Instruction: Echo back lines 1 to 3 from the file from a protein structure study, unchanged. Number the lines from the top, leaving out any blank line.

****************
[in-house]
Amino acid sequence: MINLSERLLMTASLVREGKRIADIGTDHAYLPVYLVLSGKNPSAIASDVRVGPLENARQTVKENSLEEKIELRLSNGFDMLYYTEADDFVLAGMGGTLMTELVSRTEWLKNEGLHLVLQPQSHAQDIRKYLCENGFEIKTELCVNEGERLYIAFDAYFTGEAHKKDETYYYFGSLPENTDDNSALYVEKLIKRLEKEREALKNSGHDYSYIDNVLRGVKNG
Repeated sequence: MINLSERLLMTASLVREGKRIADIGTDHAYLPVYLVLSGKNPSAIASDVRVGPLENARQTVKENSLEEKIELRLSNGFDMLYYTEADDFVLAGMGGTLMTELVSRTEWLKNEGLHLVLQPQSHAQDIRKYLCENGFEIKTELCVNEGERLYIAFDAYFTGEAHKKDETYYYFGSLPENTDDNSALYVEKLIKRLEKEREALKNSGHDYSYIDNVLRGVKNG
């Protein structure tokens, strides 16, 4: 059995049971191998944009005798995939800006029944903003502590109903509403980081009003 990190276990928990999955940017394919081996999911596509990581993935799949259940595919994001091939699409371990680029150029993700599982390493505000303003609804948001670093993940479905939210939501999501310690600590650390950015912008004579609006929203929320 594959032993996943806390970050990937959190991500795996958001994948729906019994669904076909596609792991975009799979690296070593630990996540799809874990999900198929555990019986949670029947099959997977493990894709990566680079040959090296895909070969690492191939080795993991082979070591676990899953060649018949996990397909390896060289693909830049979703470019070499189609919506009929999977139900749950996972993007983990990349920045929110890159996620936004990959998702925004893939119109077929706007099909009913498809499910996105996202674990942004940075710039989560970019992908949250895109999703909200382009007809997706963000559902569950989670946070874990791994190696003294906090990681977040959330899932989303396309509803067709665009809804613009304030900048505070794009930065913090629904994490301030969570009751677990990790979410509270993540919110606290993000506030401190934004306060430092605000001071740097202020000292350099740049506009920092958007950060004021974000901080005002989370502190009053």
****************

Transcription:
[in-house]
Amino acid sequence: MINLSERLLMTASLVREGKRIADIGTDHAYLPVYLVLSGKNPSAIASDVRVGPLENARQTVKENSLEEKIELRLSNGFDMLYYTEADDFVLAGMGGTLMTELVSRTEWLKNEGLHLVLQPQSHAQDIRKYLCENGFEIKTELCVNEGERLYIAFDAYFTGEAHKKDETYYYFGSLPENTDDNSALYVEKLIKRLEKEREALKNSGHDYSYIDNVLRGVKNG
Repeated sequence: MINLSERLLMTASLVREGKRIADIGTDHAYLPVYLVLSGKNPSAIASDVRVGPLENARQTVKENSLEEKIELRLSNGFDMLYYTEADDFVLAGMGGTLMTELVSRTEWLKNEGLHLVLQPQSHAQDIRKYLCENGFEIKTELCVNEGERLYIAFDAYFTGEAHKKDETYYYFGSLPENTDDNSALYVEKLIKRLEKEREALKNSGHDYSYIDNVLRGVKNG